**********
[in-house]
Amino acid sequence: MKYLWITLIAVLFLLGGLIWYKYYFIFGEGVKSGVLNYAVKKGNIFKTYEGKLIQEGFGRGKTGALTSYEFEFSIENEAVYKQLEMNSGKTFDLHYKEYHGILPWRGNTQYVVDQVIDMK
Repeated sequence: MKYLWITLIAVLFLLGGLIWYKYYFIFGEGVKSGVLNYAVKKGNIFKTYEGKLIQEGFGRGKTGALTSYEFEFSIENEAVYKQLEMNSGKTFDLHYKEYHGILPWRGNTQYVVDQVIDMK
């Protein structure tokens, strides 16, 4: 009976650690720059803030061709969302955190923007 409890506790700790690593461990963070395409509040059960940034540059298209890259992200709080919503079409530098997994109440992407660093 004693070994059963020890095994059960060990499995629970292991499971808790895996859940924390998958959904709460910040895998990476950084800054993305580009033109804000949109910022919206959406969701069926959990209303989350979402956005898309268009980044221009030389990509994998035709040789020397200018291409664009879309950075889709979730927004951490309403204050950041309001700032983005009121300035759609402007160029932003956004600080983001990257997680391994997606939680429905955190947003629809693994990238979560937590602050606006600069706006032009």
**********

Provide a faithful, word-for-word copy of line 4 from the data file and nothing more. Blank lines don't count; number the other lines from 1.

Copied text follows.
């Protein structure tokens, strides 16, 4: 009976650690720059803030061709969302955190923007 409890506790700790690593461990963070395409509040059960940034540059298209890259992200709080919503079409530098997994109440992407660093 004693070994059963020890095994059960060990499995629970292991499971808790895996859940924390998958959904709460910040895998990476950084800054993305580009033109804000949109910022919206959406969701069926959990209303989350979402956005898309268009980044221009030389990509994998035709040789020397200018291409664009879309950075889709979730927004951490309403204050950041309001700032983005009121300035759609402007160029932003956004600080983001990257997680391994997606939680429905955190947003629809693994990238979560937590602050606006600069706006032009």